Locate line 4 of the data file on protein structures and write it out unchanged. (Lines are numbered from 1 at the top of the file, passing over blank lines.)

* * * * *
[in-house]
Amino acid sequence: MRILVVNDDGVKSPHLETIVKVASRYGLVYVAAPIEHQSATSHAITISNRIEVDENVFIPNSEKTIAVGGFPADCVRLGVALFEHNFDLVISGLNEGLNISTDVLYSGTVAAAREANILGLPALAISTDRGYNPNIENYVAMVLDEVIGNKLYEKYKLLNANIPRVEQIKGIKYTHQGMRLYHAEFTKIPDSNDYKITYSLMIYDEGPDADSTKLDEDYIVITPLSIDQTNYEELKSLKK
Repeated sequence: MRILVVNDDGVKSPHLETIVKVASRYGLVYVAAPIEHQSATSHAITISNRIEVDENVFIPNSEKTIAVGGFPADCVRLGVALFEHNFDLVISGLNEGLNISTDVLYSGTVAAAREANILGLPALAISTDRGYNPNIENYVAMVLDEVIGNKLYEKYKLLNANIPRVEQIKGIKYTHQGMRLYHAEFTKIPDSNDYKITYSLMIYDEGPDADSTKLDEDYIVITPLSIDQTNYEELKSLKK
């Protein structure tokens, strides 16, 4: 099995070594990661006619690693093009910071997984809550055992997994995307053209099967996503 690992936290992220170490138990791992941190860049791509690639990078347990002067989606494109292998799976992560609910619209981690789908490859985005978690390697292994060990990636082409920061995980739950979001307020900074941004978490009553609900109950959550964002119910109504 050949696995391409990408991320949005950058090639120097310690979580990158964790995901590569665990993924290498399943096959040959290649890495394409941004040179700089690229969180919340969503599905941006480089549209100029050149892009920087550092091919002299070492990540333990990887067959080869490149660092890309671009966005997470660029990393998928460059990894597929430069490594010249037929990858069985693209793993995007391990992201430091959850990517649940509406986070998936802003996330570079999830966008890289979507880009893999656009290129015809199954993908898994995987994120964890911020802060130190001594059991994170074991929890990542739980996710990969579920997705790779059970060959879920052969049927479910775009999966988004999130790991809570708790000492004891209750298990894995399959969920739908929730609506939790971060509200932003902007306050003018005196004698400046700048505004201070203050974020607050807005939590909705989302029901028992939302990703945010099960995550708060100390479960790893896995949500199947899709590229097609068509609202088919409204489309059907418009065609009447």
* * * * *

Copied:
């Protein structure tokens, strides 16, 4: 099995070594990661006619690693093009910071997984809550055992997994995307053209099967996503 690992936290992220170490138990791992941190860049791509690639990078347990002067989606494109292998799976992560609910619209981690789908490859985005978690390697292994060990990636082409920061995980739950979001307020900074941004978490009553609900109950959550964002119910109504 050949696995391409990408991320949005950058090639120097310690979580990158964790995901590569665990993924290498399943096959040959290649890495394409941004040179700089690229969180919340969503599905941006480089549209100029050149892009920087550092091919002299070492990540333990990887067959080869490149660092890309671009966005997470660029990393998928460059990894597929430069490594010249037929990858069985693209793993995007391990992201430091959850990517649940509406986070998936802003996330570079999830966008890289979507880009893999656009290129015809199954993908898994995987994120964890911020802060130190001594059991994170074991929890990542739980996710990969579920997705790779059970060959879920052969049927479910775009999966988004999130790991809570708790000492004891209750298990894995399959969920739908929730609506939790971060509200932003902007306050003018005196004698400046700048505004201070203050974020607050807005939590909705989302029901028992939302990703945010099960995550708060100390479960790893896995949500199947899709590229097609068509609202088919409204489309059907418009065609009447």